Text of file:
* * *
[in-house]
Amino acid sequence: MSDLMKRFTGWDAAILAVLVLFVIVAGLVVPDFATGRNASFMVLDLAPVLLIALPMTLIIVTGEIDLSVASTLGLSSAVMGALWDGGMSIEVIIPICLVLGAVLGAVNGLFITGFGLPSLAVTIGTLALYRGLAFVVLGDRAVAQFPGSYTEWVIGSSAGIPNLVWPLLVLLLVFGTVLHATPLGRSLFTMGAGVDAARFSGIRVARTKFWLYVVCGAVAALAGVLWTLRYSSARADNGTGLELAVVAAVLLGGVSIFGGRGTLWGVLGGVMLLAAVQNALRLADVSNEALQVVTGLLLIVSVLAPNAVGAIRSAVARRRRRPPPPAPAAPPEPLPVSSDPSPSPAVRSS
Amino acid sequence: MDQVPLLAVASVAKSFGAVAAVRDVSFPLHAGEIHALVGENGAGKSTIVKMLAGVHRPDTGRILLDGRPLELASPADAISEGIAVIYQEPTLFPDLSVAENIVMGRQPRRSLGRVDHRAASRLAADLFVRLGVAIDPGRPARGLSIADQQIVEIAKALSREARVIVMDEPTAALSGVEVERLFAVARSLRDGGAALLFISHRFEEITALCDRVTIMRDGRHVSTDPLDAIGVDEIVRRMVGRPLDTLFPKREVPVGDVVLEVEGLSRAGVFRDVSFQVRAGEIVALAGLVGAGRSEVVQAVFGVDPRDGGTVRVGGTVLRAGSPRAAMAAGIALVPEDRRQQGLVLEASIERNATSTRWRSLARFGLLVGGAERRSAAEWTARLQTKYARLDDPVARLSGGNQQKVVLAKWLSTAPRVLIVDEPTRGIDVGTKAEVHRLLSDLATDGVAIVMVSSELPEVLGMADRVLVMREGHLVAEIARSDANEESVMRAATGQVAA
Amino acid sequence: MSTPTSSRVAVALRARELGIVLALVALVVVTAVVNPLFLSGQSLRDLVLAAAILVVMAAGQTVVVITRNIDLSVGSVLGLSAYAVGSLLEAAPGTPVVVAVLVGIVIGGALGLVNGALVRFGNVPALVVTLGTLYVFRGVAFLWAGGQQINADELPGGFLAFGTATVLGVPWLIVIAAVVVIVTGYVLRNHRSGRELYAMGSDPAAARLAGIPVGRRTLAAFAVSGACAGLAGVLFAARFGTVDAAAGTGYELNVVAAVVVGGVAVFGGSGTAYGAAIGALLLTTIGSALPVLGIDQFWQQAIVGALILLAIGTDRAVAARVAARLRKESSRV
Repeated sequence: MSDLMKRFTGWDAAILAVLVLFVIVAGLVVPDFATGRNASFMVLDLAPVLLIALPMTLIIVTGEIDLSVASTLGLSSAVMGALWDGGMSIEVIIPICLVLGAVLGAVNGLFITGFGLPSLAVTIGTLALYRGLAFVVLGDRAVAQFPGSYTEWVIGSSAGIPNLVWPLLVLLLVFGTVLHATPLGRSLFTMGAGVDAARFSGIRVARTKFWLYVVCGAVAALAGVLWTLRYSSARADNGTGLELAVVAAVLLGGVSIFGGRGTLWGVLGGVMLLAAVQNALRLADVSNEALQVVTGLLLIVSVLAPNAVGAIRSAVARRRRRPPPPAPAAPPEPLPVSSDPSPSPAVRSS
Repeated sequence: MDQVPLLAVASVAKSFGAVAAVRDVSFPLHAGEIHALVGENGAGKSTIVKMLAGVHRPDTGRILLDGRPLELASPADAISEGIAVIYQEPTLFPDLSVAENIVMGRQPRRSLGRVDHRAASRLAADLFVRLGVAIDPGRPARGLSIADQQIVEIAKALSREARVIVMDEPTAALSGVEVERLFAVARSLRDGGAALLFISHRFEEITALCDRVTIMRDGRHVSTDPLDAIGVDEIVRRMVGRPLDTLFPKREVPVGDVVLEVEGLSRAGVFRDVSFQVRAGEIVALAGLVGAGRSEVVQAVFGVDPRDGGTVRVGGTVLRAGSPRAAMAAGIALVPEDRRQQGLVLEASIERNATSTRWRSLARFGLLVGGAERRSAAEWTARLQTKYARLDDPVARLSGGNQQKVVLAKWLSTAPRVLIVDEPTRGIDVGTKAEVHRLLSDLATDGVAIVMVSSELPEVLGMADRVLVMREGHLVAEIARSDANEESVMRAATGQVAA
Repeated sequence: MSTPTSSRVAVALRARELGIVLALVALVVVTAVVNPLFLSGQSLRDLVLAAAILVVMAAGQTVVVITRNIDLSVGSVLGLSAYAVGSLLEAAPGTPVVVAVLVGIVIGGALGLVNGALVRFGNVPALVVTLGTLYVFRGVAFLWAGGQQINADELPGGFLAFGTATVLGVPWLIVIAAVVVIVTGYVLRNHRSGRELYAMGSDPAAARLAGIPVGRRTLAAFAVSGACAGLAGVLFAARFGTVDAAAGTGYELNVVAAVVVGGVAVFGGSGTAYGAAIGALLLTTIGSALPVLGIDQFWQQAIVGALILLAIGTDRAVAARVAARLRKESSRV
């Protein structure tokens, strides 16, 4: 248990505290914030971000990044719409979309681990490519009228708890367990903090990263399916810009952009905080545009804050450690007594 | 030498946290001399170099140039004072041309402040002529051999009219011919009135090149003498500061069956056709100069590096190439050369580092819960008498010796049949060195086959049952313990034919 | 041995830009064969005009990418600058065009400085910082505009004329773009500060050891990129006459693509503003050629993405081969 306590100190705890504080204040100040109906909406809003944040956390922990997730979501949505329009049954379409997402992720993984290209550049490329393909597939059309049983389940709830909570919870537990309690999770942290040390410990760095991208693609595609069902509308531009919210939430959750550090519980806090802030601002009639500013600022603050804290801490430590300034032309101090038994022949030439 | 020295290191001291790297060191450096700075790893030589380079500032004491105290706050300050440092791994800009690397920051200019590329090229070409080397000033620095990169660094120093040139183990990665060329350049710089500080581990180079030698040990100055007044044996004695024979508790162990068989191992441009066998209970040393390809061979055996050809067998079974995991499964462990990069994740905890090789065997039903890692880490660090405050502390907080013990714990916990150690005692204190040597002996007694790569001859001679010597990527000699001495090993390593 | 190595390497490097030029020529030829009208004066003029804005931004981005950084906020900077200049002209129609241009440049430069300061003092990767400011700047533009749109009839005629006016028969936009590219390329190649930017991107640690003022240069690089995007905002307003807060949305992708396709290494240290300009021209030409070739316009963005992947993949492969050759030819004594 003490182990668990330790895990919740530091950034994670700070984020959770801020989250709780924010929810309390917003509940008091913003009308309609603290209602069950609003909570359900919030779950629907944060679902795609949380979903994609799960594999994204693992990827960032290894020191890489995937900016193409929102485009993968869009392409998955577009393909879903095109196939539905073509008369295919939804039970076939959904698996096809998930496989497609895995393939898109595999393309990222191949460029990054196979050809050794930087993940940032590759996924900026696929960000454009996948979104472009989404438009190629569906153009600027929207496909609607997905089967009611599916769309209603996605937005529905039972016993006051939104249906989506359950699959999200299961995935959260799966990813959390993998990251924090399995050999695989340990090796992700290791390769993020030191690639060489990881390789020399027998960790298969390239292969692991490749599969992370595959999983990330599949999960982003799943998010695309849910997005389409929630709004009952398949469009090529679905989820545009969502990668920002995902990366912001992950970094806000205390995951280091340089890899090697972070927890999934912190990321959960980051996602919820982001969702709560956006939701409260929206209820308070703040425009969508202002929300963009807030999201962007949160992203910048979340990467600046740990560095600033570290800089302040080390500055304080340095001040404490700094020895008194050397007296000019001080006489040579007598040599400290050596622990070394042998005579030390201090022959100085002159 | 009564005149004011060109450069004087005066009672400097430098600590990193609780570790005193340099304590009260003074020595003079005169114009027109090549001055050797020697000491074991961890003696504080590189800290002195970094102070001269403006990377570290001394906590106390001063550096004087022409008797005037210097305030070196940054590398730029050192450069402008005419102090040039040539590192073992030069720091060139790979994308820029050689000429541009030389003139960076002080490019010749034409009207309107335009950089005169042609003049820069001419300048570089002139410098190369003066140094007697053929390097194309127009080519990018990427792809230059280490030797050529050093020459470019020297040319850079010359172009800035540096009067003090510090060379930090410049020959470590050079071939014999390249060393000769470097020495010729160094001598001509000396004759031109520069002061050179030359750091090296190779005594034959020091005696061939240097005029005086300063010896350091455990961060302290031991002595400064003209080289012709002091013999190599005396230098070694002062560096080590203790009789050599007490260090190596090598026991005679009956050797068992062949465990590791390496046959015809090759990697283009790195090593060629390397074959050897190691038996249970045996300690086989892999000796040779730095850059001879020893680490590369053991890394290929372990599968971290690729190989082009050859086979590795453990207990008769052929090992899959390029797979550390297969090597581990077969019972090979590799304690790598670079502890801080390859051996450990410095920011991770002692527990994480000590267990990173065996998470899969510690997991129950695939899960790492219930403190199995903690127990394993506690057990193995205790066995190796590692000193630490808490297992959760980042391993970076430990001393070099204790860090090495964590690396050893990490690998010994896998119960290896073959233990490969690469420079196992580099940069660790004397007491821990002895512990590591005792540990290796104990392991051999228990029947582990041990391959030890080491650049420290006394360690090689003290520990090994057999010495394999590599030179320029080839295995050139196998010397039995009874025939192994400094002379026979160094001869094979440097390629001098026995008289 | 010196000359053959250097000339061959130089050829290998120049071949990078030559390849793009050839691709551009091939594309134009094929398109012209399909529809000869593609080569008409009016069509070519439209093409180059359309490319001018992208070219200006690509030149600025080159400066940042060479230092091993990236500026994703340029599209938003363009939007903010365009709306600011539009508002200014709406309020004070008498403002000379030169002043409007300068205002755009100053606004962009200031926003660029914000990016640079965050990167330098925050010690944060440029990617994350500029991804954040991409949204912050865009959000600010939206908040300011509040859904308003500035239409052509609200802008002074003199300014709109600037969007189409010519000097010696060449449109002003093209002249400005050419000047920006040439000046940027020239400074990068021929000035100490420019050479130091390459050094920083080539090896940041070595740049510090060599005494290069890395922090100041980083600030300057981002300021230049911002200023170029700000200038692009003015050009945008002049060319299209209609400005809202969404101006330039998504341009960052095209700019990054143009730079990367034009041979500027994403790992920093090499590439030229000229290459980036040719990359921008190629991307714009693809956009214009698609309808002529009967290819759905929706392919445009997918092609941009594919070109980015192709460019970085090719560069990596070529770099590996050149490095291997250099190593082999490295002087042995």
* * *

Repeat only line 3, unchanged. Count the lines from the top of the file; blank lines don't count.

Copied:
Amino acid sequence: MDQVPLLAVASVAKSFGAVAAVRDVSFPLHAGEIHALVGENGAGKSTIVKMLAGVHRPDTGRILLDGRPLELASPADAISEGIAVIYQEPTLFPDLSVAENIVMGRQPRRSLGRVDHRAASRLAADLFVRLGVAIDPGRPARGLSIADQQIVEIAKALSREARVIVMDEPTAALSGVEVERLFAVARSLRDGGAALLFISHRFEEITALCDRVTIMRDGRHVSTDPLDAIGVDEIVRRMVGRPLDTLFPKREVPVGDVVLEVEGLSRAGVFRDVSFQVRAGEIVALAGLVGAGRSEVVQAVFGVDPRDGGTVRVGGTVLRAGSPRAAMAAGIALVPEDRRQQGLVLEASIERNATSTRWRSLARFGLLVGGAERRSAAEWTARLQTKYARLDDPVARLSGGNQQKVVLAKWLSTAPRVLIVDEPTRGIDVGTKAEVHRLLSDLATDGVAIVMVSSELPEVLGMADRVLVMREGHLVAEIARSDANEESVMRAATGQVAA